Before investing in mutual funds, many investors inquire about the Morningstar rating, or star rating of a particular fund. If it has a high rating, they assume that it is a good fund to invest in. But is it? Just because someone else thinks a mutual fund is good to invest in doesn’t necessarily mean it is. You may be surprised to find that in the end, most of the Morningstar ratings don’t really matter.
Who is Morningstar?
Morningstar is a US based research firm that publishes data on both stocks and mutual funds. It is best known for its star rating system, where it provides investors with a sense of a fund’s performance. The start system rates funds from worst (one star) to best (five stars). Even if you have never visited the Morningstar website, you have most likely seen the star rating system. Open up virtually any personal finance magazine and the mutual fund companies that are advertising their funds will list their three and five year Morningstar rating.
According to the Morningstar website, Morningstar claims to bring risk and performance together through a complex math formula to determine each funds rating. The overall concept assumes that most investors are more concerned with losing money versus a good outcome that they were not expecting.
Taking into account the above definition of the rating system, the best performing funds, five star funds, have the highest risk-adjusted return and the worst performing funds, one star funds, have the lowest risk-adjusted return.
My Issue with Morningstar
The biggest issue that I have with the rating system is that it assigns star values to funds based on past performance. Any smart investor knows that past performance is not a predictor of the future. Granted, Morningstar does continually update their data on a monthly basis, but the fact still remains that a fund that has performed highly in the past will get a high star rating. Just because it performed great in the past doesn’t mean it will continue to do so in the future. I feel the system can mislead investors.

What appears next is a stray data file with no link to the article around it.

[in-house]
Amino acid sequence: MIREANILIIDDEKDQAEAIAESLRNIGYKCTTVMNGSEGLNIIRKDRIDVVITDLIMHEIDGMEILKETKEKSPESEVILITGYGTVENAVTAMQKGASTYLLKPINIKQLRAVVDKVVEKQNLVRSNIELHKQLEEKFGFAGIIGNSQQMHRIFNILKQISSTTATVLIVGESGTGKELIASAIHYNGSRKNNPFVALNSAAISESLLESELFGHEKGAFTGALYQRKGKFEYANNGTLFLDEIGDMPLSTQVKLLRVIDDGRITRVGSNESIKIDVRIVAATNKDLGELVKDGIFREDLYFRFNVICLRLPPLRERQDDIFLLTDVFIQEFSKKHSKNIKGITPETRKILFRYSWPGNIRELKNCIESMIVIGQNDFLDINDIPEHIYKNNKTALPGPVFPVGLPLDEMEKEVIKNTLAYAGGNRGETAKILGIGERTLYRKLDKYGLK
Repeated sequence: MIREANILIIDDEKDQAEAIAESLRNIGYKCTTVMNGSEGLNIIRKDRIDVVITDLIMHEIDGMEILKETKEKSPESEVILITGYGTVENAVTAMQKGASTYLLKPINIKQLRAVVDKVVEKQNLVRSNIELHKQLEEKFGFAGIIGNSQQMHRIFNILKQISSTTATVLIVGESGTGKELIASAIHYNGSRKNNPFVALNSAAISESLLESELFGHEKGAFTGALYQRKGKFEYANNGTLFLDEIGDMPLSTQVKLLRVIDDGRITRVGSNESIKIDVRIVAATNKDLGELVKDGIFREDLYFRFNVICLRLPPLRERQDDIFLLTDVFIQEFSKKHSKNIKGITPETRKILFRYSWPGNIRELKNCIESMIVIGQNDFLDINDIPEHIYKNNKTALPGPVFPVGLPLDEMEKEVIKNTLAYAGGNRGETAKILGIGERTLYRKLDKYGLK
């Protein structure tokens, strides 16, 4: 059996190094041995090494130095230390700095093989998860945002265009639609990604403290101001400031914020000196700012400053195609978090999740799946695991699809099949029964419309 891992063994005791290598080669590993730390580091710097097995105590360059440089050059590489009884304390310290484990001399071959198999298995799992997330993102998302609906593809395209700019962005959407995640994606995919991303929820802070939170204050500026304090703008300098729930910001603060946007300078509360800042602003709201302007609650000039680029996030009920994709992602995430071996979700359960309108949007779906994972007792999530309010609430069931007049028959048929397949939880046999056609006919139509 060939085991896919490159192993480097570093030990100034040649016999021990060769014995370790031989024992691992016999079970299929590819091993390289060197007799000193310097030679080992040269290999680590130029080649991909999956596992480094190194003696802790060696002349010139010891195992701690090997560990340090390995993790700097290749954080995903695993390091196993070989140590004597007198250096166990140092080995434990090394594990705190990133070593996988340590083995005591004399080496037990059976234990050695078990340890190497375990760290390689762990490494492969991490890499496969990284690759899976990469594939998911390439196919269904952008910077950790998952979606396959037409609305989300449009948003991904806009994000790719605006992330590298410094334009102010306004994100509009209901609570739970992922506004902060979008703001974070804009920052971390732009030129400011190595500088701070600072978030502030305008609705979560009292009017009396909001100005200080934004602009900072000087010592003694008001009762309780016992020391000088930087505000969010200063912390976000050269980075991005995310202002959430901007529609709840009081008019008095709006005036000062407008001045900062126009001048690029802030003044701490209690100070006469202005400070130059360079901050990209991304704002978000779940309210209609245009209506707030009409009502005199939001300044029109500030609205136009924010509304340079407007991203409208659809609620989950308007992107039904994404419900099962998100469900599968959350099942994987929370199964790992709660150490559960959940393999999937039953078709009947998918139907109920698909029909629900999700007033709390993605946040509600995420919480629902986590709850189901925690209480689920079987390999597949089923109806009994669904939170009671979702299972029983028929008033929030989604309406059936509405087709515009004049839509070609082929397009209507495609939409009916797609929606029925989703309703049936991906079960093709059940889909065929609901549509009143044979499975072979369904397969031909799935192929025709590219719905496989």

But is my concern valid? Maybe the Morningstar rating system is able to help investors pick winning mutual funds.
Professor Christopher Blake of Fordham University and Professor Matthew Morey of Pace University conducted a study from 1992 through 1997 to see if funds had a higher return based on the star rating system used by Morningstar. Their results were interesting.
When it came to the worst performing funds, those with one star, the researchers found that these funds were inclined to continue their below average performance in the future.
For funds with a rating of three, four and five stars, the researchers found very little evidence of these funds having superior performance. In other words, a three star fund was just as likely to have the same performance of a five star fund for the same period in the future. Another way to put this is today’s five star fund can easily become tomorrow’s three star fund and vice versa.
How To Effectively Use The Morningstar Rating System
I recommend against using Morningstar star ratings as your sole research tool when choosing funds. I recommend looking at a funds management fee, turnover, and any load it charges first. Then I would look at the Morningstar rating just to see if it has one star. If it does have one star, I would pass on investing in it. The study noted above validates this for me. If the fund has a Morningstar rating of three stars or more, then I know I can continue to do research to see if the fund is a good fit for my portfolio.